The Irish Cancer Society and the All Ireland Institute of Hospice and Palliative Care (AIIHPC) have today launched a new research award focused on palliative care for people with cancer.
The call is in direct response to the rising numbers of cancer incidence in Ireland, the resulting physical, social and psychological effects on people living with cancer, and the need for more research in the area of palliative care.
Both organisations have said that by combining their expertise, they hope to identify research that will have real and meaningful impact on palliative care for people living with cancer.
Speaking about the new research call, Dr. Robert O’Connor, Head of Research with the Irish Cancer Society said, “We know that cancer numbers are on the rise. In fact, it is estimated that the number of new cases will rise above 40,000 this year. This means there will be an increased need for support for people living with cancer, including in the area of palliative care. While we have a fantastic wealth of information and services, there is a need for more research in the area and that is why the Society and the AIIHPC put together this new research call.
“The aim of this research is to dig a little deeper and really understand the complex needs that people who require palliative care have, physically, socially and psychologically. By focusing on this area, we would hope that it would mean a better understanding of the issues and ultimately a more positive experience for people who need palliative care.”
Karen Charnley, Head of Institute with the AIIHPC, said, “Given that the number of people living with cancer is expected to rise, we welcome this opportunity to work closely with the Irish Cancer Society to support palliative care research. This will be an important contribution to delivering AIIHPC’s Palliative Care Research Network’s Five Year Strategic Plan (2017-2022), which brings a focus to enhancing palliative care knowledge and improving the quality of life of people with life limiting conditions, whatever their illness.”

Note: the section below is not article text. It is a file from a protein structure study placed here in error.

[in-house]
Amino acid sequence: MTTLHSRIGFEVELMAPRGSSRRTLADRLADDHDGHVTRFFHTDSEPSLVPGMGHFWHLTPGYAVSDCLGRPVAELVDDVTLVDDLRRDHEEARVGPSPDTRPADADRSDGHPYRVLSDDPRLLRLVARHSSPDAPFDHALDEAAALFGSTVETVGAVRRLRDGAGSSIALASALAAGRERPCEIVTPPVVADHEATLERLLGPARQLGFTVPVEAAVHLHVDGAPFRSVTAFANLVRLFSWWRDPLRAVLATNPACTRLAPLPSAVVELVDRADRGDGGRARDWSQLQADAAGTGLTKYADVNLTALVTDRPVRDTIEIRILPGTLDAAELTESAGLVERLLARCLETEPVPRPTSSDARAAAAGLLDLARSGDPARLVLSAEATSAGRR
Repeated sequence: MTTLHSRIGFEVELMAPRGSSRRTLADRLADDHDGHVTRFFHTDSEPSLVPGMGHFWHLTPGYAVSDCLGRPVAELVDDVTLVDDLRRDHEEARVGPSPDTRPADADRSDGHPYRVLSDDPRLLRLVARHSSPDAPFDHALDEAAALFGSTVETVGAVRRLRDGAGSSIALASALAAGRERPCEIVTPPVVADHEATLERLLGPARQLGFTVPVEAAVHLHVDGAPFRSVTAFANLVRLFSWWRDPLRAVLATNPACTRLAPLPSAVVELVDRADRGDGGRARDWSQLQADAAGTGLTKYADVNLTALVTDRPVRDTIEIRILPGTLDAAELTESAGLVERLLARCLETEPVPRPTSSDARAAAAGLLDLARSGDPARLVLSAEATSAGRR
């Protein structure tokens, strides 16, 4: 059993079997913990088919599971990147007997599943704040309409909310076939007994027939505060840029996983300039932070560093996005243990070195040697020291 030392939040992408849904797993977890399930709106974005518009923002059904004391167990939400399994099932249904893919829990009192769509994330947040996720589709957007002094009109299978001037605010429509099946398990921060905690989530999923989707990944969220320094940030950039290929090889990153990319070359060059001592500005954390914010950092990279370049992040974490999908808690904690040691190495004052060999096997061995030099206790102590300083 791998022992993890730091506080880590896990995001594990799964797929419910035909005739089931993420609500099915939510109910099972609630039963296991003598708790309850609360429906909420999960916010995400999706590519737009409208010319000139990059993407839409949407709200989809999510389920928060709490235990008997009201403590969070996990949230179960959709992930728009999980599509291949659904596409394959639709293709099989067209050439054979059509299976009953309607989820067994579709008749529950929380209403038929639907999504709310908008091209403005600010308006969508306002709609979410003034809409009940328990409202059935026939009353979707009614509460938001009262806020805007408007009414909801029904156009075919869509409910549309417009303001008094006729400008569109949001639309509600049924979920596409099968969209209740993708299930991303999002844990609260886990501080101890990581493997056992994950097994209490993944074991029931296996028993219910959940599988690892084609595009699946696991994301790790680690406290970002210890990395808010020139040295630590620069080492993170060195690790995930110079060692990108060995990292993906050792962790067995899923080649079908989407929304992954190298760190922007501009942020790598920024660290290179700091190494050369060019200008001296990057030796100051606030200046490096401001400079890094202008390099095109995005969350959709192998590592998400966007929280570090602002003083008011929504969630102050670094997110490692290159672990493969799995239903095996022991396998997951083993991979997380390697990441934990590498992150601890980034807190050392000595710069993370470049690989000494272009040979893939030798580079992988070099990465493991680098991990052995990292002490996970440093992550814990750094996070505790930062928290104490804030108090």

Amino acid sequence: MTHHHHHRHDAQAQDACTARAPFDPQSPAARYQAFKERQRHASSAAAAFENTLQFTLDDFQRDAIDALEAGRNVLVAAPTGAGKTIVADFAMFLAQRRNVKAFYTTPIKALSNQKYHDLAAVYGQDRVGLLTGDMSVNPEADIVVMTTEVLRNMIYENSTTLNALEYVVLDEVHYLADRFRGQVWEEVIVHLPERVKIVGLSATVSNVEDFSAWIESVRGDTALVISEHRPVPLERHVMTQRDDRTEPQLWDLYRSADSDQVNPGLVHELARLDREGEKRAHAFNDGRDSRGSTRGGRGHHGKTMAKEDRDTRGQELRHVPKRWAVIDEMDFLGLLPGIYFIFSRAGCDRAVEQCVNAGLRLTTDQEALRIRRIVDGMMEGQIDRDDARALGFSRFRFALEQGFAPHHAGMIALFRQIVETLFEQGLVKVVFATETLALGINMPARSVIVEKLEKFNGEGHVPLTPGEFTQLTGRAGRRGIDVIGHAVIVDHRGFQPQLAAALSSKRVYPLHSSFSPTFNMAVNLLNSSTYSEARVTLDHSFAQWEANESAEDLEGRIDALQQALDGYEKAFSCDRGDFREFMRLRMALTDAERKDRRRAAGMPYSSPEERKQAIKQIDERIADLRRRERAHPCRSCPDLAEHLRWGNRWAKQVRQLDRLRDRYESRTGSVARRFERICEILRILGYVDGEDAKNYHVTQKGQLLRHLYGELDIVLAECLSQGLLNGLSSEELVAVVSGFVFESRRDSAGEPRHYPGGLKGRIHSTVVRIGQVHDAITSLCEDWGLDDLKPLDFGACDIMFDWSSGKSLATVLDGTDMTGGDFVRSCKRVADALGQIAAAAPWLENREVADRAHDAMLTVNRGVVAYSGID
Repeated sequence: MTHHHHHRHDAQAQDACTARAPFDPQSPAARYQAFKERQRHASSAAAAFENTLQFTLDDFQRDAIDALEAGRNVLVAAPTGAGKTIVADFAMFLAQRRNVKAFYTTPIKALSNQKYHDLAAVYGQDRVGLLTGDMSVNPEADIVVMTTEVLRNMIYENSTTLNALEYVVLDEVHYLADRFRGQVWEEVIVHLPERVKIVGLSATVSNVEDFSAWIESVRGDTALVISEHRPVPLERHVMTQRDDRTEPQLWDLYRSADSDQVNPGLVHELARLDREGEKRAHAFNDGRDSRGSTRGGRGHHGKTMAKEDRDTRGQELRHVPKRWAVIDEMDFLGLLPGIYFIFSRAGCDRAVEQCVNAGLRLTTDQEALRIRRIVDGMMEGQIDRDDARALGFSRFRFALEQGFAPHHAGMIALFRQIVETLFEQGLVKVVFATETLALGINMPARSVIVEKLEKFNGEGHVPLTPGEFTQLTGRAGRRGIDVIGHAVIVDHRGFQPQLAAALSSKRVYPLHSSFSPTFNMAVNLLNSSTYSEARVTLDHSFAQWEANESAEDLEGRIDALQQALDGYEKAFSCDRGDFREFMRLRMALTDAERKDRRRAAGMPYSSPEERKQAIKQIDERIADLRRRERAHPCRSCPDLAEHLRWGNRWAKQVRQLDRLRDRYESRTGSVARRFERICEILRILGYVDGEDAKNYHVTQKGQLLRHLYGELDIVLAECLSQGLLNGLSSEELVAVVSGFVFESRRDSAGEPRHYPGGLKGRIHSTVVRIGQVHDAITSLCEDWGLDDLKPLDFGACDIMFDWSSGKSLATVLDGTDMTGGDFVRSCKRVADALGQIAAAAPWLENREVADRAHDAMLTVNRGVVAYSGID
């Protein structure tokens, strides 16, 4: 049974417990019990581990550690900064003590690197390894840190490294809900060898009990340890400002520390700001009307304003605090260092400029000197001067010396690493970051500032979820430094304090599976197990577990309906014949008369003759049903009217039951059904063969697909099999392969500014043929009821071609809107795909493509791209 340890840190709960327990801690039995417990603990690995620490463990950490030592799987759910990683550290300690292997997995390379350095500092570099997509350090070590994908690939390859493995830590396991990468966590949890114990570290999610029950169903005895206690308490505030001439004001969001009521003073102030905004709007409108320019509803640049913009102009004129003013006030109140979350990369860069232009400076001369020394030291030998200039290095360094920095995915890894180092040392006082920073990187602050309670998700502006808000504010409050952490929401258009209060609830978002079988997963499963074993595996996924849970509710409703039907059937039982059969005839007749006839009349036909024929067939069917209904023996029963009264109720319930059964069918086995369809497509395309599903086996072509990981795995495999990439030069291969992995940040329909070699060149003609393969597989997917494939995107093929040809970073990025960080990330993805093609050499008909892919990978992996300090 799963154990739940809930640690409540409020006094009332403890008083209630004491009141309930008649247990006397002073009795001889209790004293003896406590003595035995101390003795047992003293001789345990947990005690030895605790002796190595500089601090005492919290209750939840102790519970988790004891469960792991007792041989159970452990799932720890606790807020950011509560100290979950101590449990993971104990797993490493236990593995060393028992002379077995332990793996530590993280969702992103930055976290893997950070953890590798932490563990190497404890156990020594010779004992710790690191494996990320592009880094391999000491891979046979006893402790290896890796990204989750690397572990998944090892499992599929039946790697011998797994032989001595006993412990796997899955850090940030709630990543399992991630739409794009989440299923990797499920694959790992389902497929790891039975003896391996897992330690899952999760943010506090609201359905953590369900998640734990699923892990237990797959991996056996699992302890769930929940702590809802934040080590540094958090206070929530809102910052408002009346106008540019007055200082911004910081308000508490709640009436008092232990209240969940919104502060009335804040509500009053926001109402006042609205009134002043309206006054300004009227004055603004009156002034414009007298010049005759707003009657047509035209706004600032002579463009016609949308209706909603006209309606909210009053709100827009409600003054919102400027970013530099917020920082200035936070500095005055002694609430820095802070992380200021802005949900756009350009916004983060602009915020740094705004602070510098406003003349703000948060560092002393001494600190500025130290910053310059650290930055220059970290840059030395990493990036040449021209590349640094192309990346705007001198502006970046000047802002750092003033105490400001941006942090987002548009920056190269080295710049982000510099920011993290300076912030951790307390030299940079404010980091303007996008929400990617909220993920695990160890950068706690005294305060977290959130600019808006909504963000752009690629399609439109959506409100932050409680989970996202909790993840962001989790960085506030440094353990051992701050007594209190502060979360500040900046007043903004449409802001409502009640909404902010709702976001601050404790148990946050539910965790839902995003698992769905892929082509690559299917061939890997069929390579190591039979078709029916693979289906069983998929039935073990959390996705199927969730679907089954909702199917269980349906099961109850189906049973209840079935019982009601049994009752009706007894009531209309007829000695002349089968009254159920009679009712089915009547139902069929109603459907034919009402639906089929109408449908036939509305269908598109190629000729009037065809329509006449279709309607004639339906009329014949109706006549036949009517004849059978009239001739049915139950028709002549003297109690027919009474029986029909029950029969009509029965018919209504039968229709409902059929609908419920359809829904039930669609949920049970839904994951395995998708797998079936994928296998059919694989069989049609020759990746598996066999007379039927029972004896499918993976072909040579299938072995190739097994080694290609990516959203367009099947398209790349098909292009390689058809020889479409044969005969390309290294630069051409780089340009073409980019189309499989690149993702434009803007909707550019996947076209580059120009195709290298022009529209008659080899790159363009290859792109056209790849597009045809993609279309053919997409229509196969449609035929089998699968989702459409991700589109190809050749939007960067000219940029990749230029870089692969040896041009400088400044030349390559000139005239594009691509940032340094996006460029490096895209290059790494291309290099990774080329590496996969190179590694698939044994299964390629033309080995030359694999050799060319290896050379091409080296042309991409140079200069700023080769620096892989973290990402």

Applications for the research grant are sought from clinicians, other health care professionals and scientists coming from a field relevant to palliative care of people living with cancer. Research fields can include, but are not limited to: biological research, speech and language therapy, occupational therapy, diet and nutrition, exercise, medical oncology and psycho-oncology.
It is open to research professions including, but not limited to, research scientists, medical doctors, speech and language therapists, occupational therapists, nurses, pharmacists, pastoral care workers, social workers, physiotherapists and psychologists.
The research proposals should aim to:
- Improve the quality of care for people with life limiting cancer
- Provide research evidence to inform policy and improve practice
- Enhance clinical and research competence in palliative care for people living with cancer
- Build research capability and capacity in palliative care for people living with cancer
Eligible applicants must:
- Hold a PhD or higher level clinical qualification e.g. MB, MD, MCh, PhD, MD-PhD or equivalent*
- Have a record of research experience
- Show evidence of peer reviewed outputs
- Have a Mentor/External advisor who is currently active in the research field.
- The Mentor/External advisor must have a minimum of 5 years post-doctoral experience.
- The applicant must provide strong letters of support from their Mentor/External advisor and their host Institution.
A total of two awards will be made to successful applicants and each award is up to €31,400 in total for a maximum of 2 years. Applications must be submitted through the Irish Cancer Society Gateway Grant Tracker online system at https://grants.cancer.ie. The deadline for receipt of submissions is 3pm on Tuesday 14 November 2017.
For further information contact:
Communications, Irish Cancer Society
T: 01 2316 673